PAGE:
Rocky Mountains & Western Frontiers Land Tour
8/30/17 to 9/12/17

Due to the length of the review, it is in 5 parts to help with the download time. The links to the other pages are at the top of each page.

Page 1 - Denver, CO to Cheyenne, WY to Rapid City, SD
Page 2 - Rapid City, SD to Billings, MT to Cody, WY
Page 3 - Cody, WY to Yellowstone Nat. Park to Jackson Hole, WY

Page 4 - Jackson Hole, WY to Salt Lake City, UT
Page 5 - Salt Lake City, UT to Vernal, UT to Steamboat Springs, CO to Denver, CO


Day 7 – Cody, Wyoming to Yellowstone National Park

As we were leaving town, we passed by the Cody Stampede Park, where the rodeo is held during season.


We were on our way to Yellowstone National Park (, the nation’s first national park and probably first in the world.  I was excited to finally experience it.  After so many smoky days, we were pleased to finally have the clearest day yet.  Especially, since the terrain was very interesting.





Not long after we left Cody, we had a photo stop where we saw a rock formation known as the Holy City.  It is named this, since it is supposed to resemble the city of Jerusalem.  Since Carol and I had just been to Jerusalem the previous year, we knew that there wasn’t much of a resemblance; but it did look like an ancient city. 

It was a nice photo stop with lots to snap away at.

We continued our drive seeing more unusual rock formations.  I was so glad that we didn’t have to contend with the smoke.  I had installed an altimeter app on my iPhone to keep track of our elevation during the tour, after Scott mentioned that he had one.  He was keeping us posted periodically when we were getting into high elevations.  What was surprising to me was that during most of the tour we were well above the mile-high elevation that we were so impressed by in Denver.  We were over a mile and a half high during this drive.




We stopped for a restroom break just before we entered Yellowstone, at a place called Pahaska Tepee (  It was Buffalo Bill’s former hunting lodge and hotel.  The restroom and shop were in the modern structure; but I was most interested in seeing the huge log cabin that was built in 1901. 


The interior was a grand place with lots of stuffed animal heads and other hunting lodge decorations.  The Buffalo Bill figure was also a popular photo opp where people would act like he was their best friend.


Soon after the break, we entered Yellowstone.  It wasn’t long until we saw different rock formations and areas that had been devastated by fire.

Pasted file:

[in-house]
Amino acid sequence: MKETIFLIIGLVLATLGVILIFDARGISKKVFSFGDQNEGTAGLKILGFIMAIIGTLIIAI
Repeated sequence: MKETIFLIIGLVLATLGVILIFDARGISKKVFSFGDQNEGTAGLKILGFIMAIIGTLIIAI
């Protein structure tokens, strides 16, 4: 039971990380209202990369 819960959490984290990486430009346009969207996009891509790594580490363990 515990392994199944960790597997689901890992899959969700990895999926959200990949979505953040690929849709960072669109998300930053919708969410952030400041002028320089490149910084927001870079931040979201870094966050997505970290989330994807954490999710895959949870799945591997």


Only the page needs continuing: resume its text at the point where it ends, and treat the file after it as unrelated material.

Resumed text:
We also passed by lakes; but the reason we were there was to see the geothermal features, of which there were many.  More than any other place in the world.



We also saw large herds of bison around the park.  When we saw some that were relatively close to us, Jerry stopped the bus so we could get out and take photos.



The first official stop in the park was at a place called Artist Point in the Grand Canyon of Yellowstone.  As we went down the path to Artist Point, we started to see the beauty of the various hues of color in the canyon.  I took a photo of Carol before I went further down into the canyon.


As I got further down, I got a glimpse of the falls in the background.  This was a gorgeous place. 

I moved down to a viewing area that gave a full view of the falls at one end of the canyon on one side, and the canyon valley on the other.  Just an awesome sight. 


After we had spent a good amount of time taking in the beauty of the canyon, we headed to Canyon Village, where we were going to have lunch.  On the way to the restaurant, we saw one of the antique yellow 14-passenger buses.  These were the 1936 models.  They are still used to tour the area by Xanterra, who runs the concessions in the national parks.


This was a very large concession area, with several restaurant choices.   We chose a place called Canyon Eatery Fresh Woks.  It was like a Chipotle for Asian food.  It was absolutely delicious.  Unfortunately, it isn’t a chain restaurant; and apparently this is the only place where you can get this food. 

After lunch, we drove through the Lamar Valley on our way to Mammoth Hot Springs.  We had our closest encounter of the tour with a bison, that was grazing along the side of the road.





Further down the road we had a photo stop at a scenic location.  The smoke in this area took away from the experience.  I was just glad that we hadn’t had smoke issues while we were in the Grand Canyon area.


We continued passing by beautiful scenery.  Yellowstone was much prettier than I expected.  I have previously mainly seen media highlighting the geothermal features of the park.  There is just so much more to see in the park.  It is indeed a feast for your eyes, as I had read in a brochure.



As we approached Mammoth Hot Springs, Scott kept talking about the white terraces up ahead.  I didn’t know what he was talking about.  When we parked the bus, Scott pointed toward the terraces.  Now I knew what he was talking about.  I could see them in the distance.  From that distance, I wasn’t sure what I was looking at; but I knew that I wanted to get a closer look. 

The pain in my left foot had been getting worse during the week, probably due to me walking too much.  I decided that I had better use Carol’s cane for a few days to see if it would ease my pain.  It slowed me down, but it did help.  There was a pretty long boardwalk leading to the terraces; but I had to see what was there.  It looked intriguing. 

As I got closer, I was so glad that I had made the walk.  It was just an amazing place.  The bright white calcium deposits and various colors around the terraces just make a sight that is hard to take your eyes off of; or in my case, my camera lens.


The shape of the terraces where they are like large shallow bowls accumulating the boiling liquid, is very similar to the Turkish tourist attraction Pamukkale.  The main difference is that Pamukkale is inactive, so the bowls fill up with beautiful blue water that tourist can bathe in.  I was supposed to visit that attraction last year; but had to cancel the excursion.  So I was glad that this was a similar type place.


On the way back to the bus, I stopped to look at Liberty Cap, which is a dormant cone.  There was also a sign in front of it that named it Devil’s Thumb.  Whatever the name is, it is does draw a lot of attention.

On the way to our hotel for the evening, we passed by more beautiful mountain scenery and an elk grazing along the side of the road.